If only…if only you would come, God, Emmanuel. The cry of Advent is not merely a preparation for Christmas, it is really the final cry of the New Testament in the Revelation. “Maranatha! Even so, come quickly, Lord Jesus!” If only you would come; I mean fully and really come all this would be reconciled. No more death, no more need for protests or riots, no more destruction…just the fulfillment of all our hope – a place of eternal shalom!

But as we cry, “Maranatha!” let us at the very least be the people who actively wait. And that involves listening – for God, to our neighbors – for they have a story to tell and experiences to share that are often very different than our own. Are we willing to be clay in the potter’s hands in this season? Take us, mold us, use us.

To close this morning, I want to share with you a blessing, adapted from a Benedictine prayer. It’s not any normal blessing, though; it is one that carries with it a challenge to be a prophetic witness in a world that doesn’t often care much for the prophets. So here goes:
May the Spirit bless you with discomfort at easy answers, half-truths and superficial relationships so that you will live deep in your heart.
May the Spirit bless you with anger at injustice, oppression and exploitation of people and the earth so that you will work for justice, equity and peace.
May the Spirit bless you with tears to shed for those who suffer so that you will reach out your hand to comfort them.
May the Spirit bless you with foolishness to think that you can make a difference in the world, so that you will do the things which others say cannot be done.

In the name of the Father whose pathos, love and compassion burned hot for the people of God to do justice, love mercy and walk humbly with their God; and of the Son, who didn’t consider his privilege as something to use for his own gain but emptied himself to become human and really the lowest of the sorts—a slave; and of the Holy Spirit, who with open arms embraces us and welcomes us into the holy mystery of being the children of God. Amen.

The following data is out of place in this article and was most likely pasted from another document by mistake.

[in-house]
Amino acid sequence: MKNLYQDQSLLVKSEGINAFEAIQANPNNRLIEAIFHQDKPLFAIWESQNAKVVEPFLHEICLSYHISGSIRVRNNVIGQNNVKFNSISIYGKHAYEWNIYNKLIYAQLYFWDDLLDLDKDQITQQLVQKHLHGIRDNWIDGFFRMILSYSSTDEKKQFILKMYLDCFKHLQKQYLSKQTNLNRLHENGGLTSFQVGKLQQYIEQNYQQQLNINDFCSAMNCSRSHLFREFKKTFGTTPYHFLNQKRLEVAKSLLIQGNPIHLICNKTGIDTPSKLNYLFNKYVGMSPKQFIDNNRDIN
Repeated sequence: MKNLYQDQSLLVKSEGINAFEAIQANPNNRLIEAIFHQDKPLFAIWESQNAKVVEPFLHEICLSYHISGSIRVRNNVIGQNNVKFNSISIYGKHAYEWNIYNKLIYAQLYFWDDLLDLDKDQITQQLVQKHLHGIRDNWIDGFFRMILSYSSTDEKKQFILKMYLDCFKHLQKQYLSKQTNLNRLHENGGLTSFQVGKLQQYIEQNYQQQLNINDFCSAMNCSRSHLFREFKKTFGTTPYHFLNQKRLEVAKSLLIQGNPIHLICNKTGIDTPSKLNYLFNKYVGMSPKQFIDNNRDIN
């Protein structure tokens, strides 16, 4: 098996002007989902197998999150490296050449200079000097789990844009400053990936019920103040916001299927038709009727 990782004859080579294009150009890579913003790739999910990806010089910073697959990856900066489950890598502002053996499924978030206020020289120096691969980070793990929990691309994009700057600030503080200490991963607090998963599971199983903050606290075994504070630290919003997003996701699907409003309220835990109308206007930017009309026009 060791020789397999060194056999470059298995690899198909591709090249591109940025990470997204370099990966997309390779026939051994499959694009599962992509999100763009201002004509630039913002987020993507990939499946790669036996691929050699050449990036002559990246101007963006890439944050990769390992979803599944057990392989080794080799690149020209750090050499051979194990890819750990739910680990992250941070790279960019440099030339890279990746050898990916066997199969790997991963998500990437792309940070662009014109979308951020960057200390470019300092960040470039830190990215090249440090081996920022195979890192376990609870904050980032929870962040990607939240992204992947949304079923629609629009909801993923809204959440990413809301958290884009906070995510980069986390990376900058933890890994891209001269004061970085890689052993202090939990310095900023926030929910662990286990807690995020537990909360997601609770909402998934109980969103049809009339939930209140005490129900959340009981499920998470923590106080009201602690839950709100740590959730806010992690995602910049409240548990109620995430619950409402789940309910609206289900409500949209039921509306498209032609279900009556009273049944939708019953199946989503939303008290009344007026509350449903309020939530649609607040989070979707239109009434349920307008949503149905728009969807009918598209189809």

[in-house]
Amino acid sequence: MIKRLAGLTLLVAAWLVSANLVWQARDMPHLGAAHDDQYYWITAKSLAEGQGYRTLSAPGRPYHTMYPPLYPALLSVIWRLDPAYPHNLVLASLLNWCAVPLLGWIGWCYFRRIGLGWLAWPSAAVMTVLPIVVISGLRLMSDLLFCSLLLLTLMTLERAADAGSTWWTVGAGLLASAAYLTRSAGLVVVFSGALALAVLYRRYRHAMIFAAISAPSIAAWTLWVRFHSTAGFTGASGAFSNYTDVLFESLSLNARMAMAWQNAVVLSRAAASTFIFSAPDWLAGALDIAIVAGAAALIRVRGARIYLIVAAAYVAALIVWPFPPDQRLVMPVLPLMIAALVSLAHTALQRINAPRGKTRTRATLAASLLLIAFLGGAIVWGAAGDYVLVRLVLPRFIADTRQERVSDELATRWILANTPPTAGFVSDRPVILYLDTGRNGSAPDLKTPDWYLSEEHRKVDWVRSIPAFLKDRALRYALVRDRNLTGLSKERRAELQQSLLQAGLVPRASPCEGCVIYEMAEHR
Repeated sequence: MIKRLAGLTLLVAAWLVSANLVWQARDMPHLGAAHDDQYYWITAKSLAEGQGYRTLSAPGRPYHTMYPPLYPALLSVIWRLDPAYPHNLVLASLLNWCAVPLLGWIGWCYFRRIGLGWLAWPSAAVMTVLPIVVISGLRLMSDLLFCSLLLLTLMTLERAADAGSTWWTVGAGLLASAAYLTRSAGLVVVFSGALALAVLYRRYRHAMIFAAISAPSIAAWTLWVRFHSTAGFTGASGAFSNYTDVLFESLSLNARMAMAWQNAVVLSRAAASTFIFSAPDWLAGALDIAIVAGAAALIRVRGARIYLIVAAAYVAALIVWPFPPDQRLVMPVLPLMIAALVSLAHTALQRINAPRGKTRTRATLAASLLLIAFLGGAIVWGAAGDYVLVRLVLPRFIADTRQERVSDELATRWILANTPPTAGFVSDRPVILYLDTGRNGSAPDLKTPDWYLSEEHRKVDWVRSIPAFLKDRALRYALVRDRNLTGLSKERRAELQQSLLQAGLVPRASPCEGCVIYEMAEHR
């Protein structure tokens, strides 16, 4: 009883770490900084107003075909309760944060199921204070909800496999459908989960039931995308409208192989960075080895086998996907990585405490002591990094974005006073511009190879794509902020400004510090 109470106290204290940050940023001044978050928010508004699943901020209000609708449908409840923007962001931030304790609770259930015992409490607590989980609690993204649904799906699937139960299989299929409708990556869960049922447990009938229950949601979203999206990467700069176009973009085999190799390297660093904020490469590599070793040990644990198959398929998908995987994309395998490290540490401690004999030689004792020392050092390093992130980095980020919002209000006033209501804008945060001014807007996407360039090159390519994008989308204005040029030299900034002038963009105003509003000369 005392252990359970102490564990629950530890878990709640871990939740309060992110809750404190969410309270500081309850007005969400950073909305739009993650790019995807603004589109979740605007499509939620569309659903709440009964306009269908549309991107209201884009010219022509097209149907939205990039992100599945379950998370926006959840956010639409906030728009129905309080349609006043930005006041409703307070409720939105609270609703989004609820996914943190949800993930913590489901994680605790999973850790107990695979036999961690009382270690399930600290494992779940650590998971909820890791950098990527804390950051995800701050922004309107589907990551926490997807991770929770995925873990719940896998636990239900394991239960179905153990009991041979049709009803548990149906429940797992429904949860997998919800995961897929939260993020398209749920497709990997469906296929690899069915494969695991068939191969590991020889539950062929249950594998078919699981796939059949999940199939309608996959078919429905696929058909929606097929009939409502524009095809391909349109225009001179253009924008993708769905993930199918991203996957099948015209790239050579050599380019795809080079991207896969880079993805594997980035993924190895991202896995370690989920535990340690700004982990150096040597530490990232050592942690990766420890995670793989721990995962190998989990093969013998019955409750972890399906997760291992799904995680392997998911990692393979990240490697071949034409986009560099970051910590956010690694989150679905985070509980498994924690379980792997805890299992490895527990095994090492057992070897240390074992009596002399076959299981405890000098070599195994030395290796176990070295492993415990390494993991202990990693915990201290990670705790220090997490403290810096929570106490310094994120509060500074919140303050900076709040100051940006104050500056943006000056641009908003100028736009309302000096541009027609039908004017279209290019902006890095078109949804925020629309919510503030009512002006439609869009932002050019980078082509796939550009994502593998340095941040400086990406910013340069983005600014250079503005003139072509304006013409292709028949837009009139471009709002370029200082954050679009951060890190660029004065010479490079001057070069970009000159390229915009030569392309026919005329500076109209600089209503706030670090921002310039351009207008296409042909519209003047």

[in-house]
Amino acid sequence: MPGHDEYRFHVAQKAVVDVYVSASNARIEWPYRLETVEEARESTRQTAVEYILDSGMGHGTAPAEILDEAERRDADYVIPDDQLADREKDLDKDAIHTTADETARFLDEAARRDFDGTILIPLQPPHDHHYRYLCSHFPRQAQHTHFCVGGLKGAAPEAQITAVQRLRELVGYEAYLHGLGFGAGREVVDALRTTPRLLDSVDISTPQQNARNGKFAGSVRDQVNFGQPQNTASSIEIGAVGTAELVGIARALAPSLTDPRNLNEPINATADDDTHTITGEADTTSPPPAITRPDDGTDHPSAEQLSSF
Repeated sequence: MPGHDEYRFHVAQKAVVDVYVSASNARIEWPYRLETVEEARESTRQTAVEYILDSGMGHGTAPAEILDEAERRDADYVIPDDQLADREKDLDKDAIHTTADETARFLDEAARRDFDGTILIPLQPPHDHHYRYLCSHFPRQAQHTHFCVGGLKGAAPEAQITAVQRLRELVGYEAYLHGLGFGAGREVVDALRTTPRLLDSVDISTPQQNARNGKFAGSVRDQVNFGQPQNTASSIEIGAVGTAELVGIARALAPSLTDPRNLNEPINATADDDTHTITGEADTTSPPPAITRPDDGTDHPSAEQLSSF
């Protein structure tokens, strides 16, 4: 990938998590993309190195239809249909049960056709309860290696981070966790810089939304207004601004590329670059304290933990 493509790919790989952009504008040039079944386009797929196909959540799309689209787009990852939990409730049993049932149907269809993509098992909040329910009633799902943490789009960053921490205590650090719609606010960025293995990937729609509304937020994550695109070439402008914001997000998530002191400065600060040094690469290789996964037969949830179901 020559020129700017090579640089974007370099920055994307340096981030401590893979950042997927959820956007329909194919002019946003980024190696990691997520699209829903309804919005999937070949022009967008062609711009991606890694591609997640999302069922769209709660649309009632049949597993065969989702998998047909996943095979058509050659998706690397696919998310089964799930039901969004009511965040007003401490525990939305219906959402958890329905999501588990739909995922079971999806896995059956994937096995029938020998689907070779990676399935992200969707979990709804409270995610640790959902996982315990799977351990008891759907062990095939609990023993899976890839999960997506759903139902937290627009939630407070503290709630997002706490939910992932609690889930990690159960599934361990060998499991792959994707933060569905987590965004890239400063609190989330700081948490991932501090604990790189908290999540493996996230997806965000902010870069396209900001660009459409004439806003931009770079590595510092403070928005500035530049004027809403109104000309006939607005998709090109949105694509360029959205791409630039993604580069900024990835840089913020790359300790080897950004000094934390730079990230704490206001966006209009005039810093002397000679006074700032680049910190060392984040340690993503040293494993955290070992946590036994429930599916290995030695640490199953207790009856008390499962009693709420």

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Writing about baptism, my experience of it and its relationship with our understanding of time, has been very enjoyable and has been a subject of discussion not only in the comments on those posts but also in the churches where I am serving. I’ve promised to write more about the doctrine and practice of infant baptism, and in the previous posts I wanted to give just a few introductory thoughts and lay a little groundwork to prepare the way for a more substantive explanation and defense of the practice. In the next few posts I want to delve into what is probably the most common critique of infant baptism, namely, its supposed absence in Scripture. Folks who oppose the practice of baptizing infants are quick to point out that there is never an explicit example of an infant being baptized in the Bible.

The validity of that critique could be challenged (more on that later), but even if the statement is true, I could simply say, “Psh. There are a whole bunch of things that all churches do that aren’t explicitly done in Scripture.” Nonetheless, given the central importance of the rite of baptism in the life of the Church (it is, after all, a one-time only event for every Christian), it is worth giving a biblical explanation for why we United Methodists recommend to administer the sacrament to a person “as soon as possible and practical,” which means that infants are appropriate candidates for receiving the sacrament.